Tuesday, July 24, 2012

Is Too...Is Not...Is Too...Is Not...

Recently, I had a classic example for problem-solving right in my neighborhood. A while ago, I noticed a couple of brown spots in our townhouse associations lawns, and a few mower tracks in curves following the curbs and around utility boxes, etc. That seemed to indicate one cause to the effect of a bad looking lawn. A few weeks later, more areas were affected. In fact, one townhouse had so many 'grass burn' tracks it looked like the pit area for the Indy 500.

We immediately thought the lawn service had a problem with the mowing.

As I walked the whole neighborhood in our association's complex, I noticed a few areas that provided different clues. Some lawns were 100% intact. For some neighbors, they had tracks that ended at the 'property line' and the next door neighbor's lawn was immaculate. In one lawn, there was a 'million' burn tracks except for one V area in the middle. Ah-hah, these are excellent clues.

Many decades ago, there was a popular problem-solving technique promoted by Kepner Tregoe. Its methodology asked you to define the problem in specifics so that you knew what you were working on. It also asked you to collect information in order to determine: when the problem occurs and when it doesn't; where it occurs and where it doesn't; what the problem is and what it isn't. And so on.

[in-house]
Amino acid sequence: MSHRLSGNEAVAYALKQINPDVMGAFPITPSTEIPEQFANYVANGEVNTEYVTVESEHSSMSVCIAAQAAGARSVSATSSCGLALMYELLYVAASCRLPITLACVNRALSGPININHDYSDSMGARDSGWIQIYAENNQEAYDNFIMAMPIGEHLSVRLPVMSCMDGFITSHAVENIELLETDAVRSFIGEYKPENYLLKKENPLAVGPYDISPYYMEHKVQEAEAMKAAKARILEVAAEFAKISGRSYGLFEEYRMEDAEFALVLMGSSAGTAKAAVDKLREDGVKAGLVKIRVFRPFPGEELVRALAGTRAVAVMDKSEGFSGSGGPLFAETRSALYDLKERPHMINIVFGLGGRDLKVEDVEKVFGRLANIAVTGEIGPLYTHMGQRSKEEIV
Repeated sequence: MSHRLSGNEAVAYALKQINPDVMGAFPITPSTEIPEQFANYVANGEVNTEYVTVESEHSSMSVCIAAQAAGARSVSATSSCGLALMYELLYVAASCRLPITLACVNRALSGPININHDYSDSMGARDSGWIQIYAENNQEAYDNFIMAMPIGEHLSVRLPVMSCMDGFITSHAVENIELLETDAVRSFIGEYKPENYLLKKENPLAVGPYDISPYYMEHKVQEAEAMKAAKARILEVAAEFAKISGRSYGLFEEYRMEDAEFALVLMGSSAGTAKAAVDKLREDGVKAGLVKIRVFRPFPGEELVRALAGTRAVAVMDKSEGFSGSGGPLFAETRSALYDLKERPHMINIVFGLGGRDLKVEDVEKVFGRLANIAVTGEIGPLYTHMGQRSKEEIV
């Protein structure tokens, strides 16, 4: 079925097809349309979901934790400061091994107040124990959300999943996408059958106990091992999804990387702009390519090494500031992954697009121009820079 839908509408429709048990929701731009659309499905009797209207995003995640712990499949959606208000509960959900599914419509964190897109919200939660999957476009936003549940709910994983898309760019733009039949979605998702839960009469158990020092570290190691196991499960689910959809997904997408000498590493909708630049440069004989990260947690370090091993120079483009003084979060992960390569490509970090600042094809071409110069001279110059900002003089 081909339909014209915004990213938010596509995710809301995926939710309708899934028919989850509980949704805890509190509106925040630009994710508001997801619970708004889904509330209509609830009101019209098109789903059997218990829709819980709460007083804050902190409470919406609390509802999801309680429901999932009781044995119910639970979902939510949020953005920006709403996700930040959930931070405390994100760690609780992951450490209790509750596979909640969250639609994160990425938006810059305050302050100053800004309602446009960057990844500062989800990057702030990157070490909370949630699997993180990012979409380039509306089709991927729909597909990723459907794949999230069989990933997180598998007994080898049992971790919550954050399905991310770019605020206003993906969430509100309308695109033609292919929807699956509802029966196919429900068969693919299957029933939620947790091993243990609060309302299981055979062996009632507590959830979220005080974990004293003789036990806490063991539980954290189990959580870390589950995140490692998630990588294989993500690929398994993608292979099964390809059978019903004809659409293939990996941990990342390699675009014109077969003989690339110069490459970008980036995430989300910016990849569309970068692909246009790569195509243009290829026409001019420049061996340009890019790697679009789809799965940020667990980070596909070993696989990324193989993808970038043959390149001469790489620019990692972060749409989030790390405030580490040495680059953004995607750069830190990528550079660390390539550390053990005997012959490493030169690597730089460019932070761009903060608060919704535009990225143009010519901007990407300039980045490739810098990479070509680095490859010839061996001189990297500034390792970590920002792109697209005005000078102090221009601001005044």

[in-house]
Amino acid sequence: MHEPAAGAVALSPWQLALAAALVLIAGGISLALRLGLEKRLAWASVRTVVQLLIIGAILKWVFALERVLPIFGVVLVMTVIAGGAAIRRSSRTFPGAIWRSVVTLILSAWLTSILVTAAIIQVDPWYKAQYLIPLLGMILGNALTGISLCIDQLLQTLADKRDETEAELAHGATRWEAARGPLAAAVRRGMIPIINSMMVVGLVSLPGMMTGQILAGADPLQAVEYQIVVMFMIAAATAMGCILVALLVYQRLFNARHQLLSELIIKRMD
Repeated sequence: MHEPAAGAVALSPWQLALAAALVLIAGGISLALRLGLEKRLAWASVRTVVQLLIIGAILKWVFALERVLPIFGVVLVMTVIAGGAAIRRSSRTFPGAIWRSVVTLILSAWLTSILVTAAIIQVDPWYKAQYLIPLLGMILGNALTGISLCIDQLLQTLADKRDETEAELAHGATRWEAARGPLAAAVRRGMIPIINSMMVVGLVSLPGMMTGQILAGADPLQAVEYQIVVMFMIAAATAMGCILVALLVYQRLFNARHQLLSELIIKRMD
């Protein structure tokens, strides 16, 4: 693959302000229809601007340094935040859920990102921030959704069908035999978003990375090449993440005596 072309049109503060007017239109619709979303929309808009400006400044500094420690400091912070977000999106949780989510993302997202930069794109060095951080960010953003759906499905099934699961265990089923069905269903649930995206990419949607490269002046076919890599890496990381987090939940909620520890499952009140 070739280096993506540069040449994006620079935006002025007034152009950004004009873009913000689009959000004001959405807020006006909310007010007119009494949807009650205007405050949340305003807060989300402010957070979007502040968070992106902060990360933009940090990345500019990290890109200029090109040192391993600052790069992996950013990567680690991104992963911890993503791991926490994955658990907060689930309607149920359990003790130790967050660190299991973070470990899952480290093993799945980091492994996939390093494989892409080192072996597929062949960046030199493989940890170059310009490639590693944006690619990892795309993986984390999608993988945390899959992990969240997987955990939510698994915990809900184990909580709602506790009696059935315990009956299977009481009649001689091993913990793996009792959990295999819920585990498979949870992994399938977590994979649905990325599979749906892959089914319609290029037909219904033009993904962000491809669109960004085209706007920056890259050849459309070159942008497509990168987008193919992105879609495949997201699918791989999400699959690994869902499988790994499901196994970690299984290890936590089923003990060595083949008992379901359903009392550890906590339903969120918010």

It's vitally important to note what "is" and what "is not" happening. Those provide strong clues to the causes. The one cause you pick to solve has to be able to explain not only what is happening, but what is not happening too.

We needed to solve the problem of 'burn' tracks in many lawns. It wasn't in all lawns. And it wasn't that the whole lawn was dying. It also started showing up when we had 90 degree weather for weeks in a row and with a lack of rain.

Turns out, we discovered several sprinkler head issues. Now that those are fixed and the weather has moderated back into the 80's, the lawns are recovering quite nicely.

But it wasn't a mower problem at all. A mower problem didn't explain how tracks didn't show up on every lawn, nor stopped at some property lines, or were lacking in the V area. Sprinkler issues did explain these things.

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